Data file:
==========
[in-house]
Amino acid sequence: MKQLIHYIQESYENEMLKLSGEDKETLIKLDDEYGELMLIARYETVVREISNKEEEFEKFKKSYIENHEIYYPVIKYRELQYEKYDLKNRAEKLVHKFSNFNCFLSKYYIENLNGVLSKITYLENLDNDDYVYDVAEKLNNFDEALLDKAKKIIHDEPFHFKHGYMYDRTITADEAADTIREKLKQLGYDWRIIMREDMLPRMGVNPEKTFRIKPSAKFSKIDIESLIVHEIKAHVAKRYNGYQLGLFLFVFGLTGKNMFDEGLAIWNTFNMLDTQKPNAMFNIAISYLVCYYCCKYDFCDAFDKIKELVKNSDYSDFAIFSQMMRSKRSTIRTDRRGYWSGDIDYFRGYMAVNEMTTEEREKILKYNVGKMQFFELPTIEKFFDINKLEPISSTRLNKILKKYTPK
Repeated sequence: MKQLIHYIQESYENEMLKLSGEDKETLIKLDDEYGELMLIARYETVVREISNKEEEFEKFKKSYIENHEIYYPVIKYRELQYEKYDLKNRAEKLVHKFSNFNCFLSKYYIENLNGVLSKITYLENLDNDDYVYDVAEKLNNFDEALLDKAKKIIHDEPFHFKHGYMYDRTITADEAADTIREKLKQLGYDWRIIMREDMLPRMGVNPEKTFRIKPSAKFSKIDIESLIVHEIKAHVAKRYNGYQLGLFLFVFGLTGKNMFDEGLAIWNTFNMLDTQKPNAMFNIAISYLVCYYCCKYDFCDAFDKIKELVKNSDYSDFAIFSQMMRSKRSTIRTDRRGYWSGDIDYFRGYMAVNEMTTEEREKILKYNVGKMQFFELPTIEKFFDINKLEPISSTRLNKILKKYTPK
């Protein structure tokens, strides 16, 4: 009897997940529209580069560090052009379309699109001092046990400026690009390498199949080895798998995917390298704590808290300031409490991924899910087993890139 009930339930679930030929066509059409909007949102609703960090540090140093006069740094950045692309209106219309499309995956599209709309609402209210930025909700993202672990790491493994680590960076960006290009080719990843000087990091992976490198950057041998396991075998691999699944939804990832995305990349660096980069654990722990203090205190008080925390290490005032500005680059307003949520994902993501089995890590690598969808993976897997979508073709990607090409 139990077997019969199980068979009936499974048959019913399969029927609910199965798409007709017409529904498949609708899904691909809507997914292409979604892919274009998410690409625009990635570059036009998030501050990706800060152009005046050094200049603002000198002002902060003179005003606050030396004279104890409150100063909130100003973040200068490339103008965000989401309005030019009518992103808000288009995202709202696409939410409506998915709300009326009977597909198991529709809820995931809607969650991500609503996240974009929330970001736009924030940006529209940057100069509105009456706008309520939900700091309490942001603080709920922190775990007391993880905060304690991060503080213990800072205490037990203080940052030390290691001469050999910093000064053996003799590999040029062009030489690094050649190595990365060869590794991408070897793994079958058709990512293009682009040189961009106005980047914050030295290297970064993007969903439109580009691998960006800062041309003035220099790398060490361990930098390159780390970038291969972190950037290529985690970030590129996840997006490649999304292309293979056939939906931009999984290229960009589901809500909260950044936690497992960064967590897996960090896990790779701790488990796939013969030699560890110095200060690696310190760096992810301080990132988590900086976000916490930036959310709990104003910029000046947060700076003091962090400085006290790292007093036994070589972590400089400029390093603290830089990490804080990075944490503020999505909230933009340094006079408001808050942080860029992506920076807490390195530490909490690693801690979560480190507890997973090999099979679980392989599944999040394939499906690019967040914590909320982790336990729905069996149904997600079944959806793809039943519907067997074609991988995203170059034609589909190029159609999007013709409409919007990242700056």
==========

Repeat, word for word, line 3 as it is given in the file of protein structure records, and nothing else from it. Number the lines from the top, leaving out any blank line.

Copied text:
Repeated sequence: MKQLIHYIQESYENEMLKLSGEDKETLIKLDDEYGELMLIARYETVVREISNKEEEFEKFKKSYIENHEIYYPVIKYRELQYEKYDLKNRAEKLVHKFSNFNCFLSKYYIENLNGVLSKITYLENLDNDDYVYDVAEKLNNFDEALLDKAKKIIHDEPFHFKHGYMYDRTITADEAADTIREKLKQLGYDWRIIMREDMLPRMGVNPEKTFRIKPSAKFSKIDIESLIVHEIKAHVAKRYNGYQLGLFLFVFGLTGKNMFDEGLAIWNTFNMLDTQKPNAMFNIAISYLVCYYCCKYDFCDAFDKIKELVKNSDYSDFAIFSQMMRSKRSTIRTDRRGYWSGDIDYFRGYMAVNEMTTEEREKILKYNVGKMQFFELPTIEKFFDINKLEPISSTRLNKILKKYTPK